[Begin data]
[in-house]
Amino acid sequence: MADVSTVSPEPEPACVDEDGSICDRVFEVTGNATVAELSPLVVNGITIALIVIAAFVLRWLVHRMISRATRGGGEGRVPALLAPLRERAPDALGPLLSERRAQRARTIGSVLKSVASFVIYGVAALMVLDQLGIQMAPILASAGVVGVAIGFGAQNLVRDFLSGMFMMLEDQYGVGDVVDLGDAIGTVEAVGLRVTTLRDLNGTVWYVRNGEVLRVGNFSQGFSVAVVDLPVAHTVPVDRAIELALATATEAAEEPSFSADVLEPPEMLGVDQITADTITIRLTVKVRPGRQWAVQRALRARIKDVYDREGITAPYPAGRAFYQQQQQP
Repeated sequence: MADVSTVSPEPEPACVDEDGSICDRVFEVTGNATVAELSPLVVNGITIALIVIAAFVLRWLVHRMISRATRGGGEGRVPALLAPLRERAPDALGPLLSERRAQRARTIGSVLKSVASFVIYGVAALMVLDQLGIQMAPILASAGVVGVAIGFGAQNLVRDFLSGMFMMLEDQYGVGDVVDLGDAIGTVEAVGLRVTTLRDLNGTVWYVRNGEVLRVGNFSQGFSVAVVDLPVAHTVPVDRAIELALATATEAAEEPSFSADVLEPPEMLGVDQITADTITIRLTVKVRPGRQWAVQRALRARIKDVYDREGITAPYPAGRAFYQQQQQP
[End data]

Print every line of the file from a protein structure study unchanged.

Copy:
[in-house]
Amino acid sequence: MADVSTVSPEPEPACVDEDGSICDRVFEVTGNATVAELSPLVVNGITIALIVIAAFVLRWLVHRMISRATRGGGEGRVPALLAPLRERAPDALGPLLSERRAQRARTIGSVLKSVASFVIYGVAALMVLDQLGIQMAPILASAGVVGVAIGFGAQNLVRDFLSGMFMMLEDQYGVGDVVDLGDAIGTVEAVGLRVTTLRDLNGTVWYVRNGEVLRVGNFSQGFSVAVVDLPVAHTVPVDRAIELALATATEAAEEPSFSADVLEPPEMLGVDQITADTITIRLTVKVRPGRQWAVQRALRARIKDVYDREGITAPYPAGRAFYQQQQQP
Repeated sequence: MADVSTVSPEPEPACVDEDGSICDRVFEVTGNATVAELSPLVVNGITIALIVIAAFVLRWLVHRMISRATRGGGEGRVPALLAPLRERAPDALGPLLSERRAQRARTIGSVLKSVASFVIYGVAALMVLDQLGIQMAPILASAGVVGVAIGFGAQNLVRDFLSGMFMMLEDQYGVGDVVDLGDAIGTVEAVGLRVTTLRDLNGTVWYVRNGEVLRVGNFSQGFSVAVVDLPVAHTVPVDRAIELALATATEAAEEPSFSADVLEPPEMLGVDQITADTITIRLTVKVRPGRQWAVQRALRARIKDVYDREGITAPYPAGRAFYQQQQQP